Marsheland” concludes the first half of the record. Throughout the track, the artists maintain a level of intensity Dutton sets from the start. Moving in matrices of sound, the Houston-born drummer weaves a netting of intention, comprising explicit and implied articulations, steady and emergent pulses – all working in service of the moment’s energy.

The most tender of melodies emerges on “Gato’s Gift,” a tune written in large part by multi-instrumentalist and composer Gabrielle Garo. She composed most of the tune’s information before her 10th birthday. “I didn’t really add anything to the melody beyond the ending line,” says Ross, acknowledging the bar of 3/8 within the form. “I just thought it was a really beautiful tune.”

Gato’s Gift” is one of many occasions on Who Are You? reflecting the presence of women within Ross’ artistry. Harpist Brandee Younger provides layers of harmonic and textural resonance on multiple tracks, including in duo context with Ross on “King’s Loop,” a short melody he transcribed from one of singer-guitarist Emily King’s Instagram posts. Ross wrote “The Nurturer” for The Jazz Gallery’s artistic director Rio Sakairi. “She’s been nurturing the whole scene for a while now,” says Ross. And Mendenhall’s persistent expression enhances the foundational role that wields tremendous influence in any ensemble.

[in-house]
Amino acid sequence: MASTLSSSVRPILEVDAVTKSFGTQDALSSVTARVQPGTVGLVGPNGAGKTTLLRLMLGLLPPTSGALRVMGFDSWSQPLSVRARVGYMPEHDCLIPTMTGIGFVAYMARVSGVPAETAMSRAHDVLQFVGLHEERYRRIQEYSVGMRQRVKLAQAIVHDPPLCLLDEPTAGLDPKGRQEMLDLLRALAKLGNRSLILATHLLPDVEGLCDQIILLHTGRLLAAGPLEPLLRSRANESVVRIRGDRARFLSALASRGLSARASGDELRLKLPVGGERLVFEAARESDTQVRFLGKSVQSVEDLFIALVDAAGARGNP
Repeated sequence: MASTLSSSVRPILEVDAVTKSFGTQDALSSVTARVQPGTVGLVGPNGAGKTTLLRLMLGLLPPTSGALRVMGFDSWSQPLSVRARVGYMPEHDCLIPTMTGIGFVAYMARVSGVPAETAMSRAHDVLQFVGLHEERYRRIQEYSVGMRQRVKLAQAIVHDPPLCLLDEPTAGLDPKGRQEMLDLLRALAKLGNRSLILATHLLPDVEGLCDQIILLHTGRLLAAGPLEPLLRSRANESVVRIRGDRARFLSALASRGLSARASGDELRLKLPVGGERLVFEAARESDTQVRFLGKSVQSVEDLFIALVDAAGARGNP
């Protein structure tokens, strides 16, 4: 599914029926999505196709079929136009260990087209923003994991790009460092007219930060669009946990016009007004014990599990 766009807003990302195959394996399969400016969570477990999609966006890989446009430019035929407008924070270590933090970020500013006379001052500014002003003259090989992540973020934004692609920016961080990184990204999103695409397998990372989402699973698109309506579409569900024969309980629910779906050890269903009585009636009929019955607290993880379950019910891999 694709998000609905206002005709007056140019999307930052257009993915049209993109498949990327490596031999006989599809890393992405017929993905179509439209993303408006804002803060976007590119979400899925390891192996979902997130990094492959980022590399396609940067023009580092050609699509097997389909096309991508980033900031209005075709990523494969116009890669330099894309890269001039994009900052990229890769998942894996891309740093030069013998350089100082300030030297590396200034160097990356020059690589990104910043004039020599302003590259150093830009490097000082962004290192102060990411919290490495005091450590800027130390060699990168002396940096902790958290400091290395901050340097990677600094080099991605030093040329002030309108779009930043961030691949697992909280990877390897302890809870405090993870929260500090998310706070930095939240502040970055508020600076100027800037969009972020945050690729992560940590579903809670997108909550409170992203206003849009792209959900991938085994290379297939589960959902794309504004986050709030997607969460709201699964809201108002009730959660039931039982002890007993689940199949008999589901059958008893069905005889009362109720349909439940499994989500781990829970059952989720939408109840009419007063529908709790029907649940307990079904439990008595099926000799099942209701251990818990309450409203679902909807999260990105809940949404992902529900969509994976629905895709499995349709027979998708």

“She slows us down,” says Ross. “A group of guys can get competitive: ‘Yeah man, that’s hostile. That’s killing.’ And you’re just not gonna force Kanoa to do that.” He asserts, however, the understated architecture of her expression isn’t for its lack of strength. “She is one of the strongest players I’ve ever met,” he says. “And I appreciate how firm she is in her intention. That, in turn, directs us in how we make decisions as we play.”

More than a nod to his hometown’s influence, “3-1-2” serves as an anthemic love letter to the Chicago scene. Without realizing it, Ross wrote the city’s famed area code into the form, repeating the melody three times, the middle section once and the ending twice. The track features another moment on the recording that invites Good Vibes to come on back to swinging. “It sounded like some old Kenny Garrett type stuff,” says Ross. “I just wanted to play the melody and swing out a little bit.”

While the first half of Who Are You? provides plenty of improvisational showcasing, Ross acknowledges the second half focuses almost exclusively on the written compositions – a tactical move on his part. “I’m not concerned with whether people think this album is or isn’t doing something,” he says, “For me, the record was more about the compositions than how we were passing along through the tunes. It’s an album of music. It’s just a snapshot in my mind. Sit and listen.”Joel Ross • Who Are You? • Release Date: October 23, 2020



Joel Ross

Who Are You? CREDITS:

  1. Dream
  2. Calling
  3. Home
  4. More?
  5. After The Rain
  6. Vartha
  7. Marsheland
  8. Waiting On A Solemn Reminiscence
  9. King’s Loop
  10. The Nurturer